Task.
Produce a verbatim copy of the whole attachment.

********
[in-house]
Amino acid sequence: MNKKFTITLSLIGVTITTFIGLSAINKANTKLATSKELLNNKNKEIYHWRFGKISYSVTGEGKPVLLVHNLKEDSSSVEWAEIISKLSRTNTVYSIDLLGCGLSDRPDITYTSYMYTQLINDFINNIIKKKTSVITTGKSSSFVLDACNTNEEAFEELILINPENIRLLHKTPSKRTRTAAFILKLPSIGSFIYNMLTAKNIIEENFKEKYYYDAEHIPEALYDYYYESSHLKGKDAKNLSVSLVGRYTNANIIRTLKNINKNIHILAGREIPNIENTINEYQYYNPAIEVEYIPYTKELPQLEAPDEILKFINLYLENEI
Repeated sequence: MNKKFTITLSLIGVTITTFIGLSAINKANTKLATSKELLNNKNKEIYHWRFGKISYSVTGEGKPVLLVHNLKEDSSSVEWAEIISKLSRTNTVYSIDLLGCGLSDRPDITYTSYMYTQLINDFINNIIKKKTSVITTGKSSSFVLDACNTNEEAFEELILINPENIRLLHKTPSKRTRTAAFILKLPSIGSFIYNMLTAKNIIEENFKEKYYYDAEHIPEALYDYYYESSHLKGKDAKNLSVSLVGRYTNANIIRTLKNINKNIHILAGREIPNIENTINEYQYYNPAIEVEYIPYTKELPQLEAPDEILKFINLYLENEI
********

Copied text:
[in-house]
Amino acid sequence: MNKKFTITLSLIGVTITTFIGLSAINKANTKLATSKELLNNKNKEIYHWRFGKISYSVTGEGKPVLLVHNLKEDSSSVEWAEIISKLSRTNTVYSIDLLGCGLSDRPDITYTSYMYTQLINDFINNIIKKKTSVITTGKSSSFVLDACNTNEEAFEELILINPENIRLLHKTPSKRTRTAAFILKLPSIGSFIYNMLTAKNIIEENFKEKYYYDAEHIPEALYDYYYESSHLKGKDAKNLSVSLVGRYTNANIIRTLKNINKNIHILAGREIPNIENTINEYQYYNPAIEVEYIPYTKELPQLEAPDEILKFINLYLENEI
Repeated sequence: MNKKFTITLSLIGVTITTFIGLSAINKANTKLATSKELLNNKNKEIYHWRFGKISYSVTGEGKPVLLVHNLKEDSSSVEWAEIISKLSRTNTVYSIDLLGCGLSDRPDITYTSYMYTQLINDFINNIIKKKTSVITTGKSSSFVLDACNTNEEAFEELILINPENIRLLHKTPSKRTRTAAFILKLPSIGSFIYNMLTAKNIIEENFKEKYYYDAEHIPEALYDYYYESSHLKGKDAKNLSVSLVGRYTNANIIRTLKNINKNIHILAGREIPNIENTINEYQYYNPAIEVEYIPYTKELPQLEAPDEILKFINLYLENEI